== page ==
Exocortex: Halo

Mar 26 2016

In my last post on the topic of exocortices I discussed the Huginn project, how it works, what the code for the agents actually look like, and some of the stuff I use Huginn's agent networks for for in my everyday life. In short, I call it my exocortex - an extension of the information processing capabilities of my brain running in silico instead of in vivo. Now I'm going to talk about Exocortex Halo, a separate suite of bots which augment Huginn to carry out tasks that Huginn by itself isn't designed to carry out very easily, and thus extend my personal capabilities significantly.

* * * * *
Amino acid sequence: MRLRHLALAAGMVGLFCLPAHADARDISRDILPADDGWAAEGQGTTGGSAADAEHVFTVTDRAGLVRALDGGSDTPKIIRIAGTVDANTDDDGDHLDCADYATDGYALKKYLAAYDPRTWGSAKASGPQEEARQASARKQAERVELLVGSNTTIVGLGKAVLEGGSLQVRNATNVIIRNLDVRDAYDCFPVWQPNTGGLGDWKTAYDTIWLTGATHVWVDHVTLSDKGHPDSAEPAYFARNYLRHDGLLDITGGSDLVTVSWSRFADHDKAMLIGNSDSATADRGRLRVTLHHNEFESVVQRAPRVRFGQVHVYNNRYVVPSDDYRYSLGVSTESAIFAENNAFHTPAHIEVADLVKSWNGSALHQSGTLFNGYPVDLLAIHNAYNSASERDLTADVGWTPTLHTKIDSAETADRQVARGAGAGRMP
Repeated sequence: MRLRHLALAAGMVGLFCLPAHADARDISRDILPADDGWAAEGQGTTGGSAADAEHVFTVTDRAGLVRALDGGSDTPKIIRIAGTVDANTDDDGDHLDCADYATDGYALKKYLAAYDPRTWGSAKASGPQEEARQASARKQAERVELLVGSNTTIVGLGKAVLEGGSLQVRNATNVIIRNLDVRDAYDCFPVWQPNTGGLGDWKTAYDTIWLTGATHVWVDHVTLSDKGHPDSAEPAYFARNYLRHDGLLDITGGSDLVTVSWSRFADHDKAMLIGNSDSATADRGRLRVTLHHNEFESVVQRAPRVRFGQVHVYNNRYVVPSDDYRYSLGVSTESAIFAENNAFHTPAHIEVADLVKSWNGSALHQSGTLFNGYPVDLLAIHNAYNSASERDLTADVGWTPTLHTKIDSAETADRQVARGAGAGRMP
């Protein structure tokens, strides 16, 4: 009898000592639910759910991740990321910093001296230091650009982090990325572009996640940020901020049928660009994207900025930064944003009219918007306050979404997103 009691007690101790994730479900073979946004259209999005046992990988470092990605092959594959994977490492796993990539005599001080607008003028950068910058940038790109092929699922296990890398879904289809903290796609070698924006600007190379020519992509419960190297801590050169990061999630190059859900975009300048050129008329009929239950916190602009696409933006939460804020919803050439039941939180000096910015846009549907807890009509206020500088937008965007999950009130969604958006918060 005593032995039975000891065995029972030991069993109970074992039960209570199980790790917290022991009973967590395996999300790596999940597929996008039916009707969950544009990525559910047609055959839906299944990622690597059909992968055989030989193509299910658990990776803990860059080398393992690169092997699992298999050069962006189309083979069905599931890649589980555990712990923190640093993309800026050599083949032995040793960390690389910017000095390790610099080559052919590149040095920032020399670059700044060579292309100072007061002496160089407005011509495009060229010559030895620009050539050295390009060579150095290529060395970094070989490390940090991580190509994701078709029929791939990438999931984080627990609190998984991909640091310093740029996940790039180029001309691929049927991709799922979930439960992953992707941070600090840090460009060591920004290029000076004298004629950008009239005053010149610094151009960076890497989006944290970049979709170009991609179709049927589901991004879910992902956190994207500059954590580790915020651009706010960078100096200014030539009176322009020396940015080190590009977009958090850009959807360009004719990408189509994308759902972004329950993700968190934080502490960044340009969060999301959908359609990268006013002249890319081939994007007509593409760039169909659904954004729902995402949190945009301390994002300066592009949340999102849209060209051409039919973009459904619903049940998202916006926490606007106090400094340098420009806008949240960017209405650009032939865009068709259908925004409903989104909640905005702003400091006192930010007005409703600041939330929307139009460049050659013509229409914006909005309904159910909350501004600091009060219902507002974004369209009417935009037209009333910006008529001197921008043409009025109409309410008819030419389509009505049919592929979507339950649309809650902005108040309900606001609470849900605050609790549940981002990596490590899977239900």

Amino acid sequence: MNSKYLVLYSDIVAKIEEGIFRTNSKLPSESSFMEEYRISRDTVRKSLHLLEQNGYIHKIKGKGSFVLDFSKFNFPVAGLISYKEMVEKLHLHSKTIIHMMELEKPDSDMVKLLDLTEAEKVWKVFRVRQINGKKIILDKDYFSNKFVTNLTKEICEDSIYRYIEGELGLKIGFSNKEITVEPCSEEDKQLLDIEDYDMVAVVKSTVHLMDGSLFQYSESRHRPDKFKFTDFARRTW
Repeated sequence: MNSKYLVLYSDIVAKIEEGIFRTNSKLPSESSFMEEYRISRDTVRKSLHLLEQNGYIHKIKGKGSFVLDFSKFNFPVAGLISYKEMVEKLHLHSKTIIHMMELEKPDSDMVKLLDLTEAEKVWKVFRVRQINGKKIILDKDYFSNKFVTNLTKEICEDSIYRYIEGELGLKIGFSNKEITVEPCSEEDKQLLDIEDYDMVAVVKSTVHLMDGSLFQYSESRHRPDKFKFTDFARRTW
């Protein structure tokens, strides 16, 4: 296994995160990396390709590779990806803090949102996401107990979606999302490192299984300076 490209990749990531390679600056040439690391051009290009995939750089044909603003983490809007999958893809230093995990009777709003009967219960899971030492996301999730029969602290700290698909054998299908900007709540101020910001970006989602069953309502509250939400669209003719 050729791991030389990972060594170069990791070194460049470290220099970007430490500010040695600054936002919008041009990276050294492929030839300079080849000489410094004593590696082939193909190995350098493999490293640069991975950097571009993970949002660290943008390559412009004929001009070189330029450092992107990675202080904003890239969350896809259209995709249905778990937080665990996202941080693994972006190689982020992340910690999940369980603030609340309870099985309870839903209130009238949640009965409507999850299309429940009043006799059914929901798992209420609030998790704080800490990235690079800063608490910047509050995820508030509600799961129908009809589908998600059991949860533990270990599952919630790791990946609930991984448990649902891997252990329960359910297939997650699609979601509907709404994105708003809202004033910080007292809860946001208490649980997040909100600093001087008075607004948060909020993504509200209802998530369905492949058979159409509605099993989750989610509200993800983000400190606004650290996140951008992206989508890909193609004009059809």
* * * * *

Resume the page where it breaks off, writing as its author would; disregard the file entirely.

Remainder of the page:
Now, don't get me wrong, Huginn has a fantastic suite of agents built into it already and more are being added every day. However, good design techniques require one to realize when an existing software architecture is suited for some things and not others, and allowances should be made for that. To put it another way, it was highly unlikely that I would be able to shoehorn the additional functionality I wanted into Huginn and have a hope in hell of it working. However, what Huginn has a multitude of are interfaces for getting events into and out of itself, and I could make use of those interfaces for plugging my own bots into it. The Website Agent is ideal for pinging REST API interfaces of my own design; Jabber Agent implements a simple XMPP client which can send events to an address on an XMPP server (assuming that it has its own login credentials); oversimplifying a bit, Webhook Agent basically sets up a custom REST API rail that external software can use to send events into Huginn for processing; Data Output Agent is used for sending events out of Huginn in the form of an RSS feed or a JSON document that can be consumed and parsed by other software.